How To Photograph Badgers

Last Updated on April 14, 2021

It never ceases to amaze me how many great wildlife photography opportunities out there. I first photographed a badger on a trip our west and it was so much fun. I think it is great because they are so mysterious and don’t really like the spotlight but in the end I was able to get my shots.

Here are 5 tips for photographing badgers. These tips come from my own experiences photographing badgers and should work equally well for other elusive animal. This is not a comprehensive list of all things you need to do when photographing any animal, just some helpful pointers for one particular type of wildlife that many people might want to capture on camera.

Badger Photography Tips

badger in field

1) Location, Location, Location

Badgers are pretty secretive and nocturnal animals. This means they aren’t often seen in the wild during daylight hours and they spend a lot of their time underground. In my experience most badger photos have been taken at night. However, I got another opportunity to photograph a badger in the day by checking out their daytime activity areas and waiting until they appeared. When photographing badgers its important to set up where you know there are nests or dens nearby. Badgers are territorial animals and they will travel between their nests, food sources and mating locations.

2) Equipment

It’s important to be well prepared for your wildlife photography session because you never know how long it will take the badgers to appear or where they’ll come from. I want to have my camera out, on a tripod and ready to go. I’m going to have my exposure settings locked in, have an idea of what settings I’m shooting for and be able to take some test shots if possible.

Here is what I would recommend:

Full frame wide angle lens. This will help you to capture the entire badger den/nest and allow you to get a lot of detail in the foreground. It helps to bring a wide angle lens because badgers are generally very low to the ground and aren’t high up in the trees like some other animals.

Tripod: A solid tripod can be invaluable for wildlife photography especially when shooting animals that are nocturnal or hard to see from a distance. I would not go out for wildlife photography without a dedicated tripod and head. There are a lot of options on the market today and I like to use really tall tripods like the Really Right Stuff TVC-24L Tripod with BH-55 Ballhead. The tall height is good for wildlife photography because I can shoot down to my subject and the extra weight in the legs helps it to stay put in the wind.

Long lenses also require more stability so you’ll want to use a solid ball head. My favorite is the Really Right Stuff BH-55 Ball Head. The top plate is mounted on a friction system for easy adjustment and there are many bubble levels so you can level your camera perfectly.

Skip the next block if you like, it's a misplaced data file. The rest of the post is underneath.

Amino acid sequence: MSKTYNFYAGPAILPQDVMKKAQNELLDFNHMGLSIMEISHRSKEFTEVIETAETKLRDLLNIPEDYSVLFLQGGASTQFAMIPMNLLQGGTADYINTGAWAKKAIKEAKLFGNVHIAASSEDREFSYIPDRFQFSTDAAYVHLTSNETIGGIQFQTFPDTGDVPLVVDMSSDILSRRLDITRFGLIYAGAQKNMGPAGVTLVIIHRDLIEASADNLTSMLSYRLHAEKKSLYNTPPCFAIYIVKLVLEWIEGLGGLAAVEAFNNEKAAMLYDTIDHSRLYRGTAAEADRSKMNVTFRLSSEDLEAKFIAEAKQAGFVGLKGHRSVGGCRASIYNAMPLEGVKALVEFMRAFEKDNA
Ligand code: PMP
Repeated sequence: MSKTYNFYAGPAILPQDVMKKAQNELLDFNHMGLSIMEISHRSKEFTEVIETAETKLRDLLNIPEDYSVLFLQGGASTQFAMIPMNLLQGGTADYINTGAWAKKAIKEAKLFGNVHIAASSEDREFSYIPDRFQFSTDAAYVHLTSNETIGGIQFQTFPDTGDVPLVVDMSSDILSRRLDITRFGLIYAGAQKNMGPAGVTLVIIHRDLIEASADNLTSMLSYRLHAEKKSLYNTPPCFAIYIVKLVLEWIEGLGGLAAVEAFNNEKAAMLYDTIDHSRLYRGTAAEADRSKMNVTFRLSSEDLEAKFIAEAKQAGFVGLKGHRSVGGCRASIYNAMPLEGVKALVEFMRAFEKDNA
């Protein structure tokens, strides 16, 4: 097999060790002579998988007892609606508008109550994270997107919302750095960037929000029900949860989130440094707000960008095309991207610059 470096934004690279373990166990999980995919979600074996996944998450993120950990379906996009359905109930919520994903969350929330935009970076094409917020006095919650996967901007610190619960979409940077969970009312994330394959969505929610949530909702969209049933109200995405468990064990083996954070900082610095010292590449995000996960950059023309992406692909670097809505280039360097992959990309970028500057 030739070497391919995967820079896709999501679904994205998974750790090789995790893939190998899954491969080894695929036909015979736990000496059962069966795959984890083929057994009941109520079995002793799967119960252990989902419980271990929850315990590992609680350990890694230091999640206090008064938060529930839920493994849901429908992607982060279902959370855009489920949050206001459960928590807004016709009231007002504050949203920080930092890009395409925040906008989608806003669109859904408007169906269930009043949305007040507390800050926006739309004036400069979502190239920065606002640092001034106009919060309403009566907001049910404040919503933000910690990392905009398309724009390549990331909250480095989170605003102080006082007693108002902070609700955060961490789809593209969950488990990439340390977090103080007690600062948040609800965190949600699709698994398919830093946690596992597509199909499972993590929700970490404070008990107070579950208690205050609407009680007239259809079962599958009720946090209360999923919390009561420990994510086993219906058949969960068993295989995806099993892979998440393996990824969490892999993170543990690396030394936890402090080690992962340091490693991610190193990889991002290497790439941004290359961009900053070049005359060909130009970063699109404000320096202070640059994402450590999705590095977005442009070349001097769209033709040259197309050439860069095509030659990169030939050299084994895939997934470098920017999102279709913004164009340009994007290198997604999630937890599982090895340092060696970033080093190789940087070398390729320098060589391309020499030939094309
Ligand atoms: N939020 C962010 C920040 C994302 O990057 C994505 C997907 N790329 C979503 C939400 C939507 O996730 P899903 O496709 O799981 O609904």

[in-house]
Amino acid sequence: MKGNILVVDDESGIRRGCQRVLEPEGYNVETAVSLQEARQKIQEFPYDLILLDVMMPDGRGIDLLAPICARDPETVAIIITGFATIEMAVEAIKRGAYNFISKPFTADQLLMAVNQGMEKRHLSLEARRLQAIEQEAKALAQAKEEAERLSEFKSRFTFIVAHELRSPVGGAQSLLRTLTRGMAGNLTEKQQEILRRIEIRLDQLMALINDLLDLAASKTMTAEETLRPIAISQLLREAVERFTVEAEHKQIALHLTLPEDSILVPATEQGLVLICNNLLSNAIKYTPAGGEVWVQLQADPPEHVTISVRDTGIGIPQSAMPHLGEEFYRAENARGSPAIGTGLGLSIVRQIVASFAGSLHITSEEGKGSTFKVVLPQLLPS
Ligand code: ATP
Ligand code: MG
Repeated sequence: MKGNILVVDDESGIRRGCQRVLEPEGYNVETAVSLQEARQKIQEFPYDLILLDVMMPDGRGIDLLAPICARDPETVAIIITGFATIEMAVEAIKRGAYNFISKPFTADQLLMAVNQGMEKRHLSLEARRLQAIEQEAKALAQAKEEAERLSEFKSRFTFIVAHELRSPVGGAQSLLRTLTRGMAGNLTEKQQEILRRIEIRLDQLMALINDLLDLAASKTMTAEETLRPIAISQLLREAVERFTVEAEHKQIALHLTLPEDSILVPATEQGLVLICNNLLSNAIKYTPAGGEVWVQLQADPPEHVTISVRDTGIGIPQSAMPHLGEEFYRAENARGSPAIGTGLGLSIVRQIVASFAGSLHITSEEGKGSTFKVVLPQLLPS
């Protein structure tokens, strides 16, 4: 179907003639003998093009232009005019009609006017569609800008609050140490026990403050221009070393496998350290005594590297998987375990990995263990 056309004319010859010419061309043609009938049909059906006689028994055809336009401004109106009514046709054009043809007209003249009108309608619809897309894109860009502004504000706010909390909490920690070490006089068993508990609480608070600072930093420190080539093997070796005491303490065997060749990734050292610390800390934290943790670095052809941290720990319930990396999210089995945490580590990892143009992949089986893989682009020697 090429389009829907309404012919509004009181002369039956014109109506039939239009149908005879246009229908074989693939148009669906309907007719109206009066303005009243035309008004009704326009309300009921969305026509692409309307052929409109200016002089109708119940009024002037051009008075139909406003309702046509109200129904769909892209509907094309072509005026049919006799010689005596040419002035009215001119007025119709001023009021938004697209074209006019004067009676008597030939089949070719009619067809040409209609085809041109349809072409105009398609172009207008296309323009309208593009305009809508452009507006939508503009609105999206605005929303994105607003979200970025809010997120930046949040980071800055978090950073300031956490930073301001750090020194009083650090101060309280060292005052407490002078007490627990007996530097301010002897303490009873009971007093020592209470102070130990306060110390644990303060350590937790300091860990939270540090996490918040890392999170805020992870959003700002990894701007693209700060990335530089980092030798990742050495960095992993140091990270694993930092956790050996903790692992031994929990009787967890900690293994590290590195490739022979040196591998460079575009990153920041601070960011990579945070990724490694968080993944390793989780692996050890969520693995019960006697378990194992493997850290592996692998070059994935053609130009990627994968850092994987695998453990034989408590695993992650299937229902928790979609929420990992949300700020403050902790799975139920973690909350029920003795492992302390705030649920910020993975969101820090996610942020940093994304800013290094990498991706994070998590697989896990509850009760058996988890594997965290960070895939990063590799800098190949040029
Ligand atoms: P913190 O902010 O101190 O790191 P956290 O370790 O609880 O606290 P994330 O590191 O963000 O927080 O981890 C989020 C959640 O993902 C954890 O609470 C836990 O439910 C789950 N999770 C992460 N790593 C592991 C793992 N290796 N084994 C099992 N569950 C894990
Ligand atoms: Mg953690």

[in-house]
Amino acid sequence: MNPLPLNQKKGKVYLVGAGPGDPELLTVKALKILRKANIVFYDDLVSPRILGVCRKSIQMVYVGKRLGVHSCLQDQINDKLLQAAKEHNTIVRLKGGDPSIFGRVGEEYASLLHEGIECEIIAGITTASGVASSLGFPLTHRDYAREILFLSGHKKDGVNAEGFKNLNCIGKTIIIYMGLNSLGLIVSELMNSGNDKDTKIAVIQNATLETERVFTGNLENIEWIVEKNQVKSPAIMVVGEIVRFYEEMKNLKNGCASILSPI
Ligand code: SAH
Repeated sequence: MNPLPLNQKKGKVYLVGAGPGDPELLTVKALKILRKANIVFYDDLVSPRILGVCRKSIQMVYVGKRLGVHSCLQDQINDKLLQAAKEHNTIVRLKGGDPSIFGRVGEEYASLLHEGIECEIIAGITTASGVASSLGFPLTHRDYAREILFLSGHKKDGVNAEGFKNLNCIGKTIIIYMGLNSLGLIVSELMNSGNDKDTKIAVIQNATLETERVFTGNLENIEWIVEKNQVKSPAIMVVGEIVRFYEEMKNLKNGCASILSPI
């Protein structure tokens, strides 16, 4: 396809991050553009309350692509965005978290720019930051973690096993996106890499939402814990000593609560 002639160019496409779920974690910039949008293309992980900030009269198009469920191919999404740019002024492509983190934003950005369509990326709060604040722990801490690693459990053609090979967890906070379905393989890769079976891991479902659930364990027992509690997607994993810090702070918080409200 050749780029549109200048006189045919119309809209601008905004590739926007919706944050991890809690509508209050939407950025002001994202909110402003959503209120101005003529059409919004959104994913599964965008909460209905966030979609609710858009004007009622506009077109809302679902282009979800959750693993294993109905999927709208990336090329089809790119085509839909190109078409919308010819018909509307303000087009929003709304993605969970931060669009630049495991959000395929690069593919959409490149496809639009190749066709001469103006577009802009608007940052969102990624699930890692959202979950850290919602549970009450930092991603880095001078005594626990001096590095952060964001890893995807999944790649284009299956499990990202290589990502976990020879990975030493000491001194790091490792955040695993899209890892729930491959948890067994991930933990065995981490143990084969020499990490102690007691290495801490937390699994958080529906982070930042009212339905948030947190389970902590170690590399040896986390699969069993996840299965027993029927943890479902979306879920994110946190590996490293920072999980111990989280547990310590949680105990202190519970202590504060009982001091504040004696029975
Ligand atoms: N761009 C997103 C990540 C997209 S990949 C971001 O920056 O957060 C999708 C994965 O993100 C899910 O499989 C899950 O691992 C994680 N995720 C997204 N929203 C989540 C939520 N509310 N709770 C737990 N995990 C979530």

3) Camera Settings

I’m going to recommend keeping it simple and always starting out with a tripod, a wide angle lens and keeping your ISO low. The only exception would be if you are photographing badgers in the day when they are less active. Then you can lower the ISO so that it doesn’t kick up too much noise.

For badgers I would recommend using the following settings:

Focal Length: 200mm (this will bring the badger into focus and allow you to shoot with a relatively wide angle)

Aperture: f/8 or f/16 for difficult light situations such as cloudy conditions.

Shutter Speed: 1/125th of a second for long exposures. If possible use something faster for flash-free images.

4) Camera Position

You need to be in a spot where you can see badgers while they continue to move around. In my experience badgers are very wary of humans. Like most other animals, they don’t like being in close proximity to humans. If I am outside photographing them my first choice would always be on the ground. This allows me to get a better sense of their movements and the environment surrounding them.

5) Consider a flash

In my experience badgers are not keen on flash photography. They seem more sensitive to it than other animals. If your camera has a flash, its best to first test it at the maximum range you might have to shoot and see what happens. That way you can either adjust your expectations or bring your flash if it looks like it might work.


I really enjoy photographing badgers. It can be challenging but the effort is worth it. I’ve been able to photograph many different species of wildlife with a wildlife photography workshop and it’s one of my favorite species to photograph.